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Boeing Sanctioned by NTSB Over Disclosures on 737 Max Investigation

Boeing Sanctioned by NTSB Over Disclosures on 737 Max Investigation

Boeing drew fresh criticism from a federal regulator on Thursday over disclosures about the continuing investigation into a harrowing January flight during which one of the company’s 737 Max planes lost a panel, exposing passengers to howling winds at an altitude of about 16,000 feet.

Addressing reporters at a company factory in Renton, Wash., Elizabeth Lund, a Boeing executive, provided new details on Tuesday about how the plane involved in the incident left the plant apparently without four critical bolts that secured the panel, known as a door plug, in place.

Boeing said the information was not for release until Thursday morning, under a common kind of agreement that allowed the attending reporters time to process the detailed briefing.

But the National Transportation Safety Board became aware of the remarks at the briefing and rebuked the company hours before articles on the remarks were published. It said that Boeing improperly shared investigative information and speculated about the cause of the incident, adding that the company had “blatantly violated” the agency’s rules surrounding active investigations. The agency said it would provide details about that violation to the Justice Department, which is investigating the January flight.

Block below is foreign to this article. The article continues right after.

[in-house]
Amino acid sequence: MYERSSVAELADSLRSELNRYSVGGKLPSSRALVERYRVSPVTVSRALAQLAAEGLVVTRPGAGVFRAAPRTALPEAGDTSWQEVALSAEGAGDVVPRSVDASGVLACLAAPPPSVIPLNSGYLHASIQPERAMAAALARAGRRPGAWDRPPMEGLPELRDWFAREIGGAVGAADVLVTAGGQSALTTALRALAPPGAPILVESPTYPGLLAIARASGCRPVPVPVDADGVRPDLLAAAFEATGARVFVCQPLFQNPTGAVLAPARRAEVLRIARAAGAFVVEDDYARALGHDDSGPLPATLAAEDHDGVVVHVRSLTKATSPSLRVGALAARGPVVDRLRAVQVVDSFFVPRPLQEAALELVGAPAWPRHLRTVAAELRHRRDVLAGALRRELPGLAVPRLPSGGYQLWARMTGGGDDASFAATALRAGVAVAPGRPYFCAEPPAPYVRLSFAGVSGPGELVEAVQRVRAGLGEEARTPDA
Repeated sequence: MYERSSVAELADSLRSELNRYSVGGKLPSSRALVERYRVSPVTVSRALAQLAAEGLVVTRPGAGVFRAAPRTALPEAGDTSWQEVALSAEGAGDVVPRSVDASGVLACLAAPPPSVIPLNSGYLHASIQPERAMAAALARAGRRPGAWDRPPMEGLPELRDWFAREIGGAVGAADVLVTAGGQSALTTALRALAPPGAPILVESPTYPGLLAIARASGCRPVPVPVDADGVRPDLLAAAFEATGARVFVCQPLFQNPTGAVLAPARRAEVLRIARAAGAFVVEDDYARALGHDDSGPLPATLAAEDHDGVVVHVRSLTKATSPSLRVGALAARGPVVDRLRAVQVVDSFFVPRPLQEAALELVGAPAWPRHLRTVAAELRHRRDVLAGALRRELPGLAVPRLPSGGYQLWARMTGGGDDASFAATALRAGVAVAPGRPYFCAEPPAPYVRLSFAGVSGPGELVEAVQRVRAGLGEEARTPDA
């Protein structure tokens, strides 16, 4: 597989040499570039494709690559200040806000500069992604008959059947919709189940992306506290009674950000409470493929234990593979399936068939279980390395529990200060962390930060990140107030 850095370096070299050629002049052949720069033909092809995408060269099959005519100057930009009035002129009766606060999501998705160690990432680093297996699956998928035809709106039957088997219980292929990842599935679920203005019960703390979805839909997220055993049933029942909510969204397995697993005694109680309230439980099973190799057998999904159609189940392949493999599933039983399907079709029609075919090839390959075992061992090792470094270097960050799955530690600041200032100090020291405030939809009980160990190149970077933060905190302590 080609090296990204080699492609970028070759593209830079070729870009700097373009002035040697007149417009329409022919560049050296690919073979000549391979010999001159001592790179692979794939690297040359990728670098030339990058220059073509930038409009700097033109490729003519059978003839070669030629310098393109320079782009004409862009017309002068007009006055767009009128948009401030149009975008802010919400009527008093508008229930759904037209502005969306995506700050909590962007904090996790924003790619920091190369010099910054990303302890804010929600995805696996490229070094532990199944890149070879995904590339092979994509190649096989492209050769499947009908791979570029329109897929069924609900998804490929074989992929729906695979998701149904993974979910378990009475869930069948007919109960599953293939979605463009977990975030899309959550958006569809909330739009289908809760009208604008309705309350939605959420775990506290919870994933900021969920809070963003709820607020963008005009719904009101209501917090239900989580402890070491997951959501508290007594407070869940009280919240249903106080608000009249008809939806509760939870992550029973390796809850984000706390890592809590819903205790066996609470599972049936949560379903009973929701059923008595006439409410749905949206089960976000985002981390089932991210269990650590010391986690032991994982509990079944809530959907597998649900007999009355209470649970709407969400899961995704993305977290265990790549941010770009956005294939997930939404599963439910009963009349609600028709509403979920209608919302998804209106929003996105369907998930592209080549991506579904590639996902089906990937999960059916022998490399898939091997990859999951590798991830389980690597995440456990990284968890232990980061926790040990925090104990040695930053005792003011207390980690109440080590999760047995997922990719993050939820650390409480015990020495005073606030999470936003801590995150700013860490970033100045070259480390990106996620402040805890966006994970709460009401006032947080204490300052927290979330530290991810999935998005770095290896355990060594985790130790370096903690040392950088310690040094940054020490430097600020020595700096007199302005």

“As a party to many N.T.S.B. investigations over the past decades, few entities know the rules better than Boeing,” the agency said in a statement.

The N.T.S.B. also said that it would revoke Boeing’s access to investigative information and that the company would not be allowed to ask questions of other participants at a hearing in August, for which it plans to subpoena Boeing witnesses. The agency said it confirmed the company’s violation after obtaining a transcript of the press briefing from Boeing. The agency’s rebuke of the company was earlier reported by The Air Current, an aviation publication.

In a statement, Boeing apologized for speaking out of turn.

“We deeply regret that some of our comments, intended to make clear our responsibility in the accident and explain the actions we are taking, overstepped the N.T.S.B.’s role as the source of investigative information,” the company said. “We apologize to the N.T.S.B. and stand ready to answer any questions as the agency continues its investigation.”

In a letter addressed to Boeing’s chief executive, Dave Calhoun, an N.T.S.B. official noted that the agency had already warned Boeing in March about adhering to its rules. The official also…

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